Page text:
Today, I had the pleasure of having one of our newer techs riding with me to help show him “the ropes.” Hands-on training presents great teaching moments through out the day, and the experience technicians enjoy sharing their knowledge and approach.Our office received a call from the property manager of one of our commercial accounts, a residential community in Manalapan, NJ. A hornets nest had formed in a potentially dangerous location — on a fire hydrant right near a school bus stop. Although with dropping fall temperatures, hornets nests naturally die out, with the workers dying and the mated queen hibernating over the winter, this was still an active nest and needed to be treated and removed. We happened to not be far from this community when the call came in, so we immediately took care of it.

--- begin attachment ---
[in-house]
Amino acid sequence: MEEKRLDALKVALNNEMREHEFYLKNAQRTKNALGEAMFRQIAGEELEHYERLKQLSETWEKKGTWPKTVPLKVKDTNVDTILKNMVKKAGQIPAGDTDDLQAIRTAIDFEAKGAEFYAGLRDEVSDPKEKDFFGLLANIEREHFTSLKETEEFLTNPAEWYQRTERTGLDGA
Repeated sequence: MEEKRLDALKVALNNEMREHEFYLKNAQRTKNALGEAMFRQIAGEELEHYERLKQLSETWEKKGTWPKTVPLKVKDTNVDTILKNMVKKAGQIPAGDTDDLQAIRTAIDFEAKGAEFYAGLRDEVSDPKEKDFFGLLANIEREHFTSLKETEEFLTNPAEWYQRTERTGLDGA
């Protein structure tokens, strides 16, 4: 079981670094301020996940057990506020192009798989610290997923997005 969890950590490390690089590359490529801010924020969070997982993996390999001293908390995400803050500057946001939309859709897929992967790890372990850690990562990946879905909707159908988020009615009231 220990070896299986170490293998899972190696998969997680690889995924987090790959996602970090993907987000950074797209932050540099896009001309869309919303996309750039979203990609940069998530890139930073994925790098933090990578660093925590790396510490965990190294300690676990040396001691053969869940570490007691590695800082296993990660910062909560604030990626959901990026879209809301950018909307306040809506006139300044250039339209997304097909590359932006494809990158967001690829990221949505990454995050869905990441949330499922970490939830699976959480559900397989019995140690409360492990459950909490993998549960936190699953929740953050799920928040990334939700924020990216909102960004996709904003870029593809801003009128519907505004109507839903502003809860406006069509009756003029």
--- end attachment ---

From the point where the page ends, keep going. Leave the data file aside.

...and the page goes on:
This technician had not yet removed a hornets nest before, so I knew we were in for a good time! Every technician remembers their first hornet nest removal, and this was an active one. I talked through the treatment, and since the nest was still very active so I had him put on the protective bee-wasp suit. The new tech fearlessly treated the nest and removed it from the hydrant to bag it and take it off the property. There may always be wasps still in the nest, so we take all of the nest debris with us. He worked safely and efficiently, and will soon be ready to go out on his own.